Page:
When working with construction materials and systems, there are a number of things you need to be aware of. These pertain not only to rooftop safety, but also to the materials themselves.
Accessing the Roof
Even before we think about our rooftop objectives, we have to get up there. The best, most secure access is through a roof scuttle (hatch). This may be located in a custodian’s closet or some other obscure location, so a sign ought to be posted that this is the roof access point.
Outside ladders, permanently fixed to the structural wall, are also relatively safe. On grounds that are not secure, a locking cage will discourage vandalism. The ladder should extend well above the roof height so that you can step directly onto the roof.
When there is no permanently mounted access to the roof, a movable ladder may be necessary. The ladder must be in good condition, have no broken rungs, and be tall enough to extend well above the roof edge. Raising the ladder means being aware of electrical hazards overhead. Once the ladder is placed, the slope should be such that if you stand at the base with hands extended, they just reach the side rails. Bring cord along to tie off the ladder, and leave the tie-off in place until the last person is leaving the roof.
Tools of the Trade
Many roof inspectors have found that a canvas carrying-bag saves time and effort. Tools and small repair materials can be placed in the bag, which is lifted to the roof by rope (not by carrying up the ladder with one hand). Depending upon your needs, the bag might contain work gloves, eye protection, a trowel, a sharp roofing knife, a spudding bar or straight-claw hammer to chip adhered gravel away, spray paint or chalk to mark defects, treated glass mesh (6- to 8-inch-wide woven fabric), a screwdriver or pail opener, and trash bags for debris.
Preassembled kits like this are available from several roofing materials distributors. Moisture meters, coring tools, and more advanced tools may be desired as well.
Several previous columns in this series discussed the importance of knowing what roof system is overhead, the status of warranties, and the nature of repair materials and tools.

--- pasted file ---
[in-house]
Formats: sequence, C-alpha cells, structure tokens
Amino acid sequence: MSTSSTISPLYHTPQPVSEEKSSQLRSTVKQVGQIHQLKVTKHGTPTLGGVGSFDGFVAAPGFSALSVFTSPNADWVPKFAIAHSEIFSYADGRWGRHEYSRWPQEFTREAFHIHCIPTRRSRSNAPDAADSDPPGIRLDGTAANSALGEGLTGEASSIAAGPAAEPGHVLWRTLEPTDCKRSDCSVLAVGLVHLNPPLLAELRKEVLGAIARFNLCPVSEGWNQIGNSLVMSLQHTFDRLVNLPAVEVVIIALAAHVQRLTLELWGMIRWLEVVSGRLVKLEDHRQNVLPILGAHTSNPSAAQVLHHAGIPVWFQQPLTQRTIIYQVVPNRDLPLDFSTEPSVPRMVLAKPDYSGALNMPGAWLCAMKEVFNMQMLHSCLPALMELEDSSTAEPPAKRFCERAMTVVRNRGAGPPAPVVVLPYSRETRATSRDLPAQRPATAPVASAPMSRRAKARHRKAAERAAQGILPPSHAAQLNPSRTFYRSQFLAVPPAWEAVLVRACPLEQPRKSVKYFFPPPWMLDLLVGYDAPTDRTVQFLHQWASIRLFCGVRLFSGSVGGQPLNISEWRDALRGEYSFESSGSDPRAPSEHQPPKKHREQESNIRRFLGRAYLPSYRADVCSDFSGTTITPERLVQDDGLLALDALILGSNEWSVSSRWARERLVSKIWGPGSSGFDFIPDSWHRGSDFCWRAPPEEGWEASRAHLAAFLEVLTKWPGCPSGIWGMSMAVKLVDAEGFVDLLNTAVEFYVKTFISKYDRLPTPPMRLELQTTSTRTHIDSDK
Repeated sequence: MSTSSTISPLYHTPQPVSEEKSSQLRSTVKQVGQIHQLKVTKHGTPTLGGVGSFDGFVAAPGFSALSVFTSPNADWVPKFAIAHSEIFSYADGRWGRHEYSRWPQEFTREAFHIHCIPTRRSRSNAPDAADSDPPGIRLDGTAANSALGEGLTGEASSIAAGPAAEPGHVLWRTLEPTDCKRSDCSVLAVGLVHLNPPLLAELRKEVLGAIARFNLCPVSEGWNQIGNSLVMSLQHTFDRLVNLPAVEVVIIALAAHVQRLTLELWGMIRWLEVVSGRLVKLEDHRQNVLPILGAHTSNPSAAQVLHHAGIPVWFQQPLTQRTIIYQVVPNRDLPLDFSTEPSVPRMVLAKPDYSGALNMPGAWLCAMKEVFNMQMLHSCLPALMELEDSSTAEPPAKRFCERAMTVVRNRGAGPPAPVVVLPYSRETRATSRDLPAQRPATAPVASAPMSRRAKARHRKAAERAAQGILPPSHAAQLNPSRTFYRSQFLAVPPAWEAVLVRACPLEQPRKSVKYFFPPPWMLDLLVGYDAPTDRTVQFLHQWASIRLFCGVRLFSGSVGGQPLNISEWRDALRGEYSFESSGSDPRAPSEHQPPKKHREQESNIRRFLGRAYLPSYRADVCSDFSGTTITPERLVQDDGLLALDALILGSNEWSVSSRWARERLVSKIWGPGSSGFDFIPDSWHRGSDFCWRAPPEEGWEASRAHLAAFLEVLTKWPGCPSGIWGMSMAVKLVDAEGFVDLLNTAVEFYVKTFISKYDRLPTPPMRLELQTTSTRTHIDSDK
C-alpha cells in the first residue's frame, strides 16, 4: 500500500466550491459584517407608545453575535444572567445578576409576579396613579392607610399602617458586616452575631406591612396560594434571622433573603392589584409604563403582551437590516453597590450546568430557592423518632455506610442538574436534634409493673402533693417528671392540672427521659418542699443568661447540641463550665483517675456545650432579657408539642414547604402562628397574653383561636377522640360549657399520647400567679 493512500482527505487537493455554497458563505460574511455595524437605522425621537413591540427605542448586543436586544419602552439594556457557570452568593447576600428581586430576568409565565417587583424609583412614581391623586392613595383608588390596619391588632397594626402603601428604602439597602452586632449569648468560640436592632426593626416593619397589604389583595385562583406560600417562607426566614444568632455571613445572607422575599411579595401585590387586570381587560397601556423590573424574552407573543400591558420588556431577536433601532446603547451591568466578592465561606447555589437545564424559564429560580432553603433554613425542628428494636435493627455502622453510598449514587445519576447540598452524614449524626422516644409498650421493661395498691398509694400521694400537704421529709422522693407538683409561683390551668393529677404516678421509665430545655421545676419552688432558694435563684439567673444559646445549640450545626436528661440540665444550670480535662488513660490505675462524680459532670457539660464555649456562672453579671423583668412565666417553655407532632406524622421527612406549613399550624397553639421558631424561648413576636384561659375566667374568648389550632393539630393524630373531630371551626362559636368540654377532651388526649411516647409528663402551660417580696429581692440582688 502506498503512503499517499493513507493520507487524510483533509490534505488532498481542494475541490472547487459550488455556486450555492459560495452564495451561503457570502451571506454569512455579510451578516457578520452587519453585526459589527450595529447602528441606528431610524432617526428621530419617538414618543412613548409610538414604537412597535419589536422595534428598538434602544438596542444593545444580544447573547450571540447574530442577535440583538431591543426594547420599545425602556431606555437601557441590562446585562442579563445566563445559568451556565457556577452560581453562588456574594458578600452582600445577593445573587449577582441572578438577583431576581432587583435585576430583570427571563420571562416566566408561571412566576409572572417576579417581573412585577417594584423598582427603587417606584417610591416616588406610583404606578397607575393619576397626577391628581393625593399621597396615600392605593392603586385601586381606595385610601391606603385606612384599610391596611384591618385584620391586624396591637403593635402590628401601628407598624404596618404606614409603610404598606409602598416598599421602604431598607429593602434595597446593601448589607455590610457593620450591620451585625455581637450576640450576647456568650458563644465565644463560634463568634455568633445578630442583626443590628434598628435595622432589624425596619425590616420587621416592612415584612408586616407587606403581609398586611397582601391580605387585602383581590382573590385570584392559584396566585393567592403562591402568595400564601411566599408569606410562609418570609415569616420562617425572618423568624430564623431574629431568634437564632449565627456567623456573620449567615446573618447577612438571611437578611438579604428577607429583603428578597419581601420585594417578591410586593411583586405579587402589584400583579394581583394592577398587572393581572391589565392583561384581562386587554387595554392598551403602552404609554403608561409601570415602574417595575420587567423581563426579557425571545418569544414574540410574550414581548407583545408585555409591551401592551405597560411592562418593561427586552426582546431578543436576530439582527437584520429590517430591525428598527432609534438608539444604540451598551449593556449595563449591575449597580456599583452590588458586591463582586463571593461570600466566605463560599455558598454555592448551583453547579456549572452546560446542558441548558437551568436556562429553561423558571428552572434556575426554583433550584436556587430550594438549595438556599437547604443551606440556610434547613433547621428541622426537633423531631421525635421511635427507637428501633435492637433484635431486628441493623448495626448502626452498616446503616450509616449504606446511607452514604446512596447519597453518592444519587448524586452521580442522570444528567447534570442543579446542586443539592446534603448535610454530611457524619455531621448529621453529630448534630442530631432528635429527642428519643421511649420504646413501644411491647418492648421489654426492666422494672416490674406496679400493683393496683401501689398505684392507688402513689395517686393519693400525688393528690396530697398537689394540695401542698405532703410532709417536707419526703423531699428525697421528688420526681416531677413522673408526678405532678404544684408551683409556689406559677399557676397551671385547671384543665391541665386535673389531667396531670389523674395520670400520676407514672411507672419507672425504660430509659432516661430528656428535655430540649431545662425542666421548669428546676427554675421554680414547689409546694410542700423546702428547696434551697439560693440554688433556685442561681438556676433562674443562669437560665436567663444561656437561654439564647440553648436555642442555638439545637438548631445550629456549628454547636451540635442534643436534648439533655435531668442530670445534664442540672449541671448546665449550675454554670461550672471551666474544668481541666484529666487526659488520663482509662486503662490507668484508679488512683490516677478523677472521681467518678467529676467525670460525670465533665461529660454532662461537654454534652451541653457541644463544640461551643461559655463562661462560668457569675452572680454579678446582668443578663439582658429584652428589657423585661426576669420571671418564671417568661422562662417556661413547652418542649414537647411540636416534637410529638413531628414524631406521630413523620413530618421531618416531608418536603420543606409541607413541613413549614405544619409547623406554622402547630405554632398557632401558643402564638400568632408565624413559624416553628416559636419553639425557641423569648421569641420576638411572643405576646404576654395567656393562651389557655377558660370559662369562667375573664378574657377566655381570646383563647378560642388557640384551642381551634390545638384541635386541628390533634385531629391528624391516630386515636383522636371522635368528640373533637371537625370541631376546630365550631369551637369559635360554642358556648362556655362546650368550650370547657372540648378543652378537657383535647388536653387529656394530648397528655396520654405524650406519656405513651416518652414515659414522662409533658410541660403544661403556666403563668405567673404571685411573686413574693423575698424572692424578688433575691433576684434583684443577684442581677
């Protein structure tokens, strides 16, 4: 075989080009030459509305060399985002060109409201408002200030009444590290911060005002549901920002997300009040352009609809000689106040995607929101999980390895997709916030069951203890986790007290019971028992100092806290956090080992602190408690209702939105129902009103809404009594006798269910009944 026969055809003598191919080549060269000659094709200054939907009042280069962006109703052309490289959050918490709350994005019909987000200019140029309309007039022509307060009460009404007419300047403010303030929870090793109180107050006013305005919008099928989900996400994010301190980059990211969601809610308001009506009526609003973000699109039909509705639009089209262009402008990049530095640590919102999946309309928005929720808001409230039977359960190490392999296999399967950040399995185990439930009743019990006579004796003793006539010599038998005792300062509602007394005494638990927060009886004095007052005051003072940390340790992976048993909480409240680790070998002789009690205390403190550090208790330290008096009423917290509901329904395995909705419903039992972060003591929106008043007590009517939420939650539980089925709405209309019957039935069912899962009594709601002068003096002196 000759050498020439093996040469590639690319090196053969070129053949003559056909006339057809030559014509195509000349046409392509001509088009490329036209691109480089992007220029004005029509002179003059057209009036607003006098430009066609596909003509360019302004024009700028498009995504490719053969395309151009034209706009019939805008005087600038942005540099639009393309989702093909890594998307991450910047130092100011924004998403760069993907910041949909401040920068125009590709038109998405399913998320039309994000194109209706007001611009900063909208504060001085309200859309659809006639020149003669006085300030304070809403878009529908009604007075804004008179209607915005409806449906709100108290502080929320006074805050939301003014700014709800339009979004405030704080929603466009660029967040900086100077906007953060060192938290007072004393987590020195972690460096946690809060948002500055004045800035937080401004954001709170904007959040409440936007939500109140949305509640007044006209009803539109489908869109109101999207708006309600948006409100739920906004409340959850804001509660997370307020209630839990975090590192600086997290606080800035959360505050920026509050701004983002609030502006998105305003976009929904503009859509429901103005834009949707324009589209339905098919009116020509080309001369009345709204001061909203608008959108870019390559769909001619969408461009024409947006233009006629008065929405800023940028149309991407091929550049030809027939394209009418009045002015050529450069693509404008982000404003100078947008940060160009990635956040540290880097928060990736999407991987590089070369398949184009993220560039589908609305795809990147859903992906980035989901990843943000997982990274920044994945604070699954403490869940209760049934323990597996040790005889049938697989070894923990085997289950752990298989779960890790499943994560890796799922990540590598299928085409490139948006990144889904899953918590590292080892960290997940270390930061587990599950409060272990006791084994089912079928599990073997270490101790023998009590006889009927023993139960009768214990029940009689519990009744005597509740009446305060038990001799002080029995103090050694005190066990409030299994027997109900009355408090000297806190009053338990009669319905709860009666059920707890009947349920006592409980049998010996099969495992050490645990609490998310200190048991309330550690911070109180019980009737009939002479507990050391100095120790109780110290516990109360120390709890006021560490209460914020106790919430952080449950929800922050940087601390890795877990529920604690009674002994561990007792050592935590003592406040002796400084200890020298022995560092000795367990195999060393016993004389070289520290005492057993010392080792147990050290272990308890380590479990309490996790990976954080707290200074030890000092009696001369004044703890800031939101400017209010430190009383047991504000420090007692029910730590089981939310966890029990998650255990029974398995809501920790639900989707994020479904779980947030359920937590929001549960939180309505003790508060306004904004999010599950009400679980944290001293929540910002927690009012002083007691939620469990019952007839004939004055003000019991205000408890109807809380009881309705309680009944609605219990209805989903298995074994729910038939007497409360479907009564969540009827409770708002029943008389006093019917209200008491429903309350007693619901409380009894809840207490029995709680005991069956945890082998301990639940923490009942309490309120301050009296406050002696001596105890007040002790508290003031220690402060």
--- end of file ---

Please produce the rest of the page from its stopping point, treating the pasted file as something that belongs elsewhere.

For bituminous materials, the most useful and versatile repair material is a bucket of asphalt roof cement. From a safety and accountability viewpoint, you should be aware that many of today’s mastics still contain asbestos fibers. The bitumen-encapsulated asbestos fibers are not a hazard, and are no longer controlled by EPA or OSHA regulations. The asbestos-containing mastics are good-performing products for general patching, and have over 100 years of experience. However, if you feel that you want to avoid this issue, then specify and purchase asbestos-free products.
The solvents in asphaltic mastics are relatively mild petroleum products, with a flash point high enough so the pails do not require a red label. They are designated paint thinner or mineral spirits, but you should be aware that they have an odor, and might be detected within the building if repairs are being made right at an air intake for the HVAC system. Problems can be avoided if a notice is posted that roofing repairs are under way, and that some odor may be detected. An alternative is to either shut off the HVAC or to fabricate a temporary plywood chimney to draw fresh air while the mastic cures.
The asphalt mastics do not have a limited shelf life, and can be thinned by adding additional mineral spirits when needed. However, pails that have been opened should be resealed as with any solvent-based paint.
Aluminized roof coatings: For smooth-surfaced built-up and modified bituminous roofs, asphalt-aluminum roof coatings have served the dual purpose of lowering roof temperatures and screening harmful ultraviolet light that embrittles bituminous materials. You need to know that when a pail of coating has been opened, it should not be resealed and stored. Moisture entering the pail will react with the aluminum flakes and generate hydrogen gas that can bulge the pails and explode if the gas finds a spark. Even the new water-based aluminum roof coatings will generate hydrogen, so watch the shelf life on these and store in a spark-free environment.
Rubberized Mastics and Mastics for EPDM Roofing